Skip to comments.Supreme Court Plaintiff Speaks to NAACP About Gun Rights (IL)
Posted on 05/20/2012 6:26:17 AM PDT by marktwain
On May 17, Otis McDonald spoke at an Illinois NAACP office about the issues of gun rights. The chapter president invited Otis to speak because he felt it was important to let his fellow members hear both sides of the argument, especially considering that African Americans traditionally support guns less than whites do.
A lot of you probably won't recognize Otis' name, but he was the lead plaintiff in the McDonald vs Chicago US Supreme Court case. The Court ruled that the Second Amendment also applied to the states, because as Justice Samuel A. Alito put it, rights that are "fundamental to the Nation's scheme of ordered liberty" must also apply to the states.
This case rose to the Supreme Court after Chicago citizens complained about the city's strict anti-gun bans. A Chicago Tribune story holds that the NRA specifically chose McDonald to challenge the law. The NRA figured that sending in McDonald, a black Democrat with a love of guns, would rattle the courts up a bit and help to promote the type of change that the NRA was gunning for.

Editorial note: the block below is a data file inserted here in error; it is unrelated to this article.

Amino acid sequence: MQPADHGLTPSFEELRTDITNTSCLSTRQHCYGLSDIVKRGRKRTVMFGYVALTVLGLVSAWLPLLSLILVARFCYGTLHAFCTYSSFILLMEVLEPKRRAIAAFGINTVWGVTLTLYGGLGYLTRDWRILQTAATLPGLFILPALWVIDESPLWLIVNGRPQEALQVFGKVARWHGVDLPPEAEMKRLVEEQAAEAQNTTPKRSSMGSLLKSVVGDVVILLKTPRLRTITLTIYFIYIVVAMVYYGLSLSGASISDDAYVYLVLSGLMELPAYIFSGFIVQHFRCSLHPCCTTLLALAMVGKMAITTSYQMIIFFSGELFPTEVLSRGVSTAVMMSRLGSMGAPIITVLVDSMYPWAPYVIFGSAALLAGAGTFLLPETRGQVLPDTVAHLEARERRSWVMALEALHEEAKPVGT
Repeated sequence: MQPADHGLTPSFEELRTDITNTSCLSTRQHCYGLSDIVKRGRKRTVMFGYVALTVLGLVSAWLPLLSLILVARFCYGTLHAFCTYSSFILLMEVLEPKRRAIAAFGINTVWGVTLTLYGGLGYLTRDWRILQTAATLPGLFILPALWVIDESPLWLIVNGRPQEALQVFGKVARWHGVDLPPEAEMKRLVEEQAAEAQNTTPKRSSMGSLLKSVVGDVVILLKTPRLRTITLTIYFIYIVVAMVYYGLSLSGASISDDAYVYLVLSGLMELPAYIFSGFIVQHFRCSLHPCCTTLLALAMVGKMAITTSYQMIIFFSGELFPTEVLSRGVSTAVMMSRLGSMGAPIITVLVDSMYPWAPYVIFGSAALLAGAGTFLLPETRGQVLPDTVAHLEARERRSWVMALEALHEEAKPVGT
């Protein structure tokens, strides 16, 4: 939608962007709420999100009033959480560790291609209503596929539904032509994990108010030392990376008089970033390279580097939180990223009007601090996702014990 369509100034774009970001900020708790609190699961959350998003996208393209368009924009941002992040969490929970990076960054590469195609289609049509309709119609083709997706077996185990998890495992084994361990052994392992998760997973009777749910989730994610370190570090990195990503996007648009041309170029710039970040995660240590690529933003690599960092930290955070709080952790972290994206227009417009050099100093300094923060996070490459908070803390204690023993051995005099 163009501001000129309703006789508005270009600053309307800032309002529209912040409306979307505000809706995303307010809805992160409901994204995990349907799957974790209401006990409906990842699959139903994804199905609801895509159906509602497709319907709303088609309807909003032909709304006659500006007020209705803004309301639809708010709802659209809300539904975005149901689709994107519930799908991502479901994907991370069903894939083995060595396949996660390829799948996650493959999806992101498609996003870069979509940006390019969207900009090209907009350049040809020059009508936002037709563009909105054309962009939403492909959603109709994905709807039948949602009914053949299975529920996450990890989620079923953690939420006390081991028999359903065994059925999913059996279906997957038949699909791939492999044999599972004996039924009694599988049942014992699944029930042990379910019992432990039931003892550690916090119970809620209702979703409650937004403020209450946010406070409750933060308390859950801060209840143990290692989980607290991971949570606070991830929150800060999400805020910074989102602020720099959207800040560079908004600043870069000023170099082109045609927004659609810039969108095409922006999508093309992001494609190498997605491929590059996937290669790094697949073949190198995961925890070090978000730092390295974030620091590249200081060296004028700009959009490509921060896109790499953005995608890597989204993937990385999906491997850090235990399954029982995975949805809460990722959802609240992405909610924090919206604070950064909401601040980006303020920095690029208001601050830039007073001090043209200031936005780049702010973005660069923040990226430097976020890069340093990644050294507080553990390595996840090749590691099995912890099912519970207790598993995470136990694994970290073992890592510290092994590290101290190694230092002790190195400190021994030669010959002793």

Their combined efforts worked, and together the NRA and McDonald secured a major victory for gun rights. Now a strong concealed carry advocate and representative for the gun rights movement, McDonald spoke to NAACP members about Illinois gun laws.
The author has a made a major error. It was the Second Amendment Foundation, not the NRA that teamed up with Otis McDonald.
The NRA mere petitioned the court to add some testimony at the last minute.
Once again the NRA was useless. They’d rather wine and dine legislators than actually fight.
... if Otis were a caucasian, the NAACP would accuse him of racism but since he’s not then they will listen to what he has to say ...
Disclaimer: Opinions posted on Free Republic are those of the individual posters and do not necessarily represent the opinion of Free Republic or its management. All materials posted herein are protected by copyright law and the exemption for fair use of copyrighted works.